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vole defense?

Discussion in 'Diseases & Pests' started by mitch landen, Apr 12, 2018.

  1. Apr 14, 2018
    Nyboy

    Nyboy Garden Master

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    You can contact a few pest removal companies and let them know any nonvenomous snakes there called for can be relocated to your yard.
     
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  2. Apr 14, 2018
    Ridgerunner

    Ridgerunner Garden Master

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    :thumbsup That's the kind of attitude I like.
     
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  3. Apr 14, 2018
    flowerbug

    flowerbug Garden Addicted

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    similar to our experience here too, we are an oasis for many creatures. i do not mind sharing the space with them as long as they aren't too greedy, i even plant things for them that i don't ever plan on eating. usually i can scoot most of the rabbits and others along to other places to forage and that is the end of it and i don't have to resort to meaner measures. if i do i make it as quick and painless as possible.

    poisons go against too many things for me and like you say in the other post, sometimes they have collateral damage.
     
  4. Apr 14, 2018
    flowerbug

    flowerbug Garden Addicted

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    we'd gladly take snakes here too, we already have a lot of them. :)
     
  5. Apr 15, 2018
    Zeedman

    Zeedman Deeply Rooted

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    Reading through this thread, it seems that there might be some confusion regarding moles, voles, gophers - and possibly even ground squirrels.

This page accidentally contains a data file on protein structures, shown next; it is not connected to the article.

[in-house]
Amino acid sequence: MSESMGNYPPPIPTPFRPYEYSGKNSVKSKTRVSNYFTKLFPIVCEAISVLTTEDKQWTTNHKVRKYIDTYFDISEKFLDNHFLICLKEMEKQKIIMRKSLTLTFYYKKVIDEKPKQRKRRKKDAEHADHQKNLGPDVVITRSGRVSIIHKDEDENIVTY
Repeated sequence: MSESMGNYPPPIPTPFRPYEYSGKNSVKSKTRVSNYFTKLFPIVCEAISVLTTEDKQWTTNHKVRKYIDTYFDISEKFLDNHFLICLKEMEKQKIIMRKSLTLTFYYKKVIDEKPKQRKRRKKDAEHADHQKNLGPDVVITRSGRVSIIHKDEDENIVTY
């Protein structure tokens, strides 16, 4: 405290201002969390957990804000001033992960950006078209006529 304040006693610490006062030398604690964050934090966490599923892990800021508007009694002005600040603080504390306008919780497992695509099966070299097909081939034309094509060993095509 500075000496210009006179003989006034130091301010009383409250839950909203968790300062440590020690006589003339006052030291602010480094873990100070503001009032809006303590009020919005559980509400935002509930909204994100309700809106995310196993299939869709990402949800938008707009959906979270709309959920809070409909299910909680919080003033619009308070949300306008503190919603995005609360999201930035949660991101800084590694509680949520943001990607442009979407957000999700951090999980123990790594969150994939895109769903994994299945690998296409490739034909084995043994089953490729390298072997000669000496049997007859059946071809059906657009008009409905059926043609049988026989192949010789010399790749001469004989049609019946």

Voles dig holes in the garden to feed on plants & plant roots, but those holes are shallow, and usually just below the surface. They prefer to nest in sheltered areas (such as nearby landscaping or debris, heavy mulch, and thick vegetation) and come out from those sheltered areas at night to feed. I tend to have trouble with voles late in the season, when plants have formed a dense canopy. Placing snap traps in their runs has been very effective in keeping their population manageable; I use traps with a bait cup, and jam pieces of dried apricot tightly into the cup. The scent of the apricot makes it very effective as bait. Since vole runs tend to be under the thickest foliage, I use survey flags to mark the trap locations.

    Gophers tunnel several inches below the surface & their tunnel systems can be extensive, often leaving fan-shaped dirt piles at the entrance to some of their burrows. If you have plants disappearing or being eaten, and need to use a lot of water to flood a burrow, chances are the culprit is a gopher. You can flood them out (I've done so), provided you are waiting with a shovel or dog to catch them when they emerge... they don't move very quickly on the surface. There are also tunnel traps, but I personally had poor success with them. Placing poison in their burrow was pretty effective; I dug open a portion of the main run, laid the poison, then covered the hole with plywood to block light & air. This made it easy to check if the tunnel was being used - in which case either the bait would be gone, or the gopher would have closed off the tunnel. If no activity, chances are the burrow is an old one & unoccupied.